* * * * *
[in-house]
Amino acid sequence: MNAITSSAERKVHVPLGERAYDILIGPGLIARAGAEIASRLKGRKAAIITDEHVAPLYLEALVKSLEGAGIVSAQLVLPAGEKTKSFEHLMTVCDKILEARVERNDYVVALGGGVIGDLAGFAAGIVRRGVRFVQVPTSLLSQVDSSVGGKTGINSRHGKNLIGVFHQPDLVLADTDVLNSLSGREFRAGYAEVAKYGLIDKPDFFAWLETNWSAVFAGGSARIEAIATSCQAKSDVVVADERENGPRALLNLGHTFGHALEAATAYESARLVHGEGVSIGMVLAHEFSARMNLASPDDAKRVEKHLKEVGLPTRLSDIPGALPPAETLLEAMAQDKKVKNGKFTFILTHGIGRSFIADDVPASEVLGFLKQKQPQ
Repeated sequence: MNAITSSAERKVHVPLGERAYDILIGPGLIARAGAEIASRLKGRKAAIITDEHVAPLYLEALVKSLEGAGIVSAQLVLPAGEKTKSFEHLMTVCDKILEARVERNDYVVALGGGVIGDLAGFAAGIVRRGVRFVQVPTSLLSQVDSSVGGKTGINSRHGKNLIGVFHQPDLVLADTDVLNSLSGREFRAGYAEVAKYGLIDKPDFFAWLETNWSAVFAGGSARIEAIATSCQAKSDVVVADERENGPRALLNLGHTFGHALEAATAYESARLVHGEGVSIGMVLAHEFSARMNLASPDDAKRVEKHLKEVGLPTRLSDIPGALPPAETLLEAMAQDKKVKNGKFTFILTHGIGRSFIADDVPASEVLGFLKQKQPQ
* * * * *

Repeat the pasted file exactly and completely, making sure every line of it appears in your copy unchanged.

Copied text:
[in-house]
Amino acid sequence: MNAITSSAERKVHVPLGERAYDILIGPGLIARAGAEIASRLKGRKAAIITDEHVAPLYLEALVKSLEGAGIVSAQLVLPAGEKTKSFEHLMTVCDKILEARVERNDYVVALGGGVIGDLAGFAAGIVRRGVRFVQVPTSLLSQVDSSVGGKTGINSRHGKNLIGVFHQPDLVLADTDVLNSLSGREFRAGYAEVAKYGLIDKPDFFAWLETNWSAVFAGGSARIEAIATSCQAKSDVVVADERENGPRALLNLGHTFGHALEAATAYESARLVHGEGVSIGMVLAHEFSARMNLASPDDAKRVEKHLKEVGLPTRLSDIPGALPPAETLLEAMAQDKKVKNGKFTFILTHGIGRSFIADDVPASEVLGFLKQKQPQ
Repeated sequence: MNAITSSAERKVHVPLGERAYDILIGPGLIARAGAEIASRLKGRKAAIITDEHVAPLYLEALVKSLEGAGIVSAQLVLPAGEKTKSFEHLMTVCDKILEARVERNDYVVALGGGVIGDLAGFAAGIVRRGVRFVQVPTSLLSQVDSSVGGKTGINSRHGKNLIGVFHQPDLVLADTDVLNSLSGREFRAGYAEVAKYGLIDKPDFFAWLETNWSAVFAGGSARIEAIATSCQAKSDVVVADERENGPRALLNLGHTFGHALEAATAYESARLVHGEGVSIGMVLAHEFSARMNLASPDDAKRVEKHLKEVGLPTRLSDIPGALPPAETLLEAMAQDKKVKNGKFTFILTHGIGRSFIADDVPASEVLGFLKQKQPQ